The views included in this article are entirely the work and thoughts of the author, and may not always reflect the views and opinions of Regex SEO.
A business’ true value lies in its email list. While it may sound a bit outdated compared to the huge advent of cloud technology and all sorts of other business tech, email is still a considerable factor in almost every business. Not to mention, a dedicated list of of potential clients or customers is something that business owners could only dream about thirty years ago.
Now it’s common for even small businesses to have an email list with hundreds or even thousands of subscribers.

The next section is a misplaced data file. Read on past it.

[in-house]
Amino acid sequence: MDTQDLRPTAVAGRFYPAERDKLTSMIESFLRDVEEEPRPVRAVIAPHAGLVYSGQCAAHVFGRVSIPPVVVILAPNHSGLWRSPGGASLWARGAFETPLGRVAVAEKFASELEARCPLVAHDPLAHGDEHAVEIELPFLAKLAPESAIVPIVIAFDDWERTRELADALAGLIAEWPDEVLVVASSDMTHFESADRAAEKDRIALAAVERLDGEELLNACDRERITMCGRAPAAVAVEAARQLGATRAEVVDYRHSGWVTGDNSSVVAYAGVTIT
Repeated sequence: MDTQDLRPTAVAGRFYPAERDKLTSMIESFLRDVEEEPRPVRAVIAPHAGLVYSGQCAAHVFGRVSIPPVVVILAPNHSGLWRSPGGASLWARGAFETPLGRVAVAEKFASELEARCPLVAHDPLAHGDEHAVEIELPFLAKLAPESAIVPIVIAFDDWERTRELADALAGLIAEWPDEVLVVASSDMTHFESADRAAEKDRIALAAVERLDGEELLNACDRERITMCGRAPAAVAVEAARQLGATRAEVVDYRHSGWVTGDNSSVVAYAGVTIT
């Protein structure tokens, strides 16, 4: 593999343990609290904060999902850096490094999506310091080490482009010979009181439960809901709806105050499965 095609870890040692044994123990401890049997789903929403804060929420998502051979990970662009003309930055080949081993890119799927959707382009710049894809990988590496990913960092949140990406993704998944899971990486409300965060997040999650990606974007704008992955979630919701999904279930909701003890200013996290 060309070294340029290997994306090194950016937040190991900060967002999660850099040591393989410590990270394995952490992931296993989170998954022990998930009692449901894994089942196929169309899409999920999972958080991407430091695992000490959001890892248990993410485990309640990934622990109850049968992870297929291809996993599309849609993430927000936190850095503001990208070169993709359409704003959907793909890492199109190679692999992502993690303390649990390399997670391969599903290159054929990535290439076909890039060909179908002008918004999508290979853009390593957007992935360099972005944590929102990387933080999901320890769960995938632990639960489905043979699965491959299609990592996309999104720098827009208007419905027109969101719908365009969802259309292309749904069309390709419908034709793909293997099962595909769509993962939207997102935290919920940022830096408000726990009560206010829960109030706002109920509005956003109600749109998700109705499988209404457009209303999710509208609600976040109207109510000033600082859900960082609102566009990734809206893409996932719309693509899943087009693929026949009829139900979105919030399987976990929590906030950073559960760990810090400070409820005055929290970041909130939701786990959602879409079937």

Note, many people think a ‘list of hundreds’ is tiny, but if they’re the right one-hundred people, I’d take that over 10,000 random people any day.
These days there is so much talk about pop-ups, content upgrades and widgets encouraging email subscribers that all the effort goes into getting them to sign up and not what to do once you have them.
I run The Book Summary Club, where we offer business book summaries for business owners and side-hustlers, what that means, is that most of the subscribers we get are well down on the buying cycle. In fact, many are completely cold.
You’re probably on a million of these type of lists. You want that one content upgrade, sign up, open that first email, then never look at them again.